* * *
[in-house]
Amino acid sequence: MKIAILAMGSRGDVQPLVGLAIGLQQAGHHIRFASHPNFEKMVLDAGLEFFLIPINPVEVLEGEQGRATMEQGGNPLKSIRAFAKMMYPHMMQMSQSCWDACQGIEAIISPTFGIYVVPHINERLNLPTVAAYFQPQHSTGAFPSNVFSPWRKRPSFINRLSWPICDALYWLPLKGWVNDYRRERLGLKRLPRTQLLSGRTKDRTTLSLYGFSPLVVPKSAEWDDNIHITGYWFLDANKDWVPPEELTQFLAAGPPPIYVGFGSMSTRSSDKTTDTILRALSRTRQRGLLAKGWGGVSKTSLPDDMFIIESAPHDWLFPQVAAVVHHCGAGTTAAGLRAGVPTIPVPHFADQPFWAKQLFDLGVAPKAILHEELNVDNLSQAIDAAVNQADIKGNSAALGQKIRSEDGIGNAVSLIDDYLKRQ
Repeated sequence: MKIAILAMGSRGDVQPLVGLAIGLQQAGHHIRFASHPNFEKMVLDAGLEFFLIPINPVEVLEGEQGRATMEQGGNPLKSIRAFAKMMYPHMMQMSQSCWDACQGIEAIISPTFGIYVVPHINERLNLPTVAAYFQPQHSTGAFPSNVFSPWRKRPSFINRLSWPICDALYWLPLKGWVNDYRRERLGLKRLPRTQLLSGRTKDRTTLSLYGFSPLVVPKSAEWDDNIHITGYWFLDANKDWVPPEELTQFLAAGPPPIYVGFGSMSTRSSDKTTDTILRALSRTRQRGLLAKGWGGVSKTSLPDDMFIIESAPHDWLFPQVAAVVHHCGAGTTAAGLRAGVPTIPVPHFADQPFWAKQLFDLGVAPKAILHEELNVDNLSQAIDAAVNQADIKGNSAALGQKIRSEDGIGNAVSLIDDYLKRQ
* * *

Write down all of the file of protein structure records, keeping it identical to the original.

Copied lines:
[in-house]
Amino acid sequence: MKIAILAMGSRGDVQPLVGLAIGLQQAGHHIRFASHPNFEKMVLDAGLEFFLIPINPVEVLEGEQGRATMEQGGNPLKSIRAFAKMMYPHMMQMSQSCWDACQGIEAIISPTFGIYVVPHINERLNLPTVAAYFQPQHSTGAFPSNVFSPWRKRPSFINRLSWPICDALYWLPLKGWVNDYRRERLGLKRLPRTQLLSGRTKDRTTLSLYGFSPLVVPKSAEWDDNIHITGYWFLDANKDWVPPEELTQFLAAGPPPIYVGFGSMSTRSSDKTTDTILRALSRTRQRGLLAKGWGGVSKTSLPDDMFIIESAPHDWLFPQVAAVVHHCGAGTTAAGLRAGVPTIPVPHFADQPFWAKQLFDLGVAPKAILHEELNVDNLSQAIDAAVNQADIKGNSAALGQKIRSEDGIGNAVSLIDDYLKRQ
Repeated sequence: MKIAILAMGSRGDVQPLVGLAIGLQQAGHHIRFASHPNFEKMVLDAGLEFFLIPINPVEVLEGEQGRATMEQGGNPLKSIRAFAKMMYPHMMQMSQSCWDACQGIEAIISPTFGIYVVPHINERLNLPTVAAYFQPQHSTGAFPSNVFSPWRKRPSFINRLSWPICDALYWLPLKGWVNDYRRERLGLKRLPRTQLLSGRTKDRTTLSLYGFSPLVVPKSAEWDDNIHITGYWFLDANKDWVPPEELTQFLAAGPPPIYVGFGSMSTRSSDKTTDTILRALSRTRQRGLLAKGWGGVSKTSLPDDMFIIESAPHDWLFPQVAAVVHHCGAGTTAAGLRAGVPTIPVPHFADQPFWAKQLFDLGVAPKAILHEELNVDNLSQAIDAAVNQADIKGNSAALGQKIRSEDGIGNAVSLIDDYLKRQ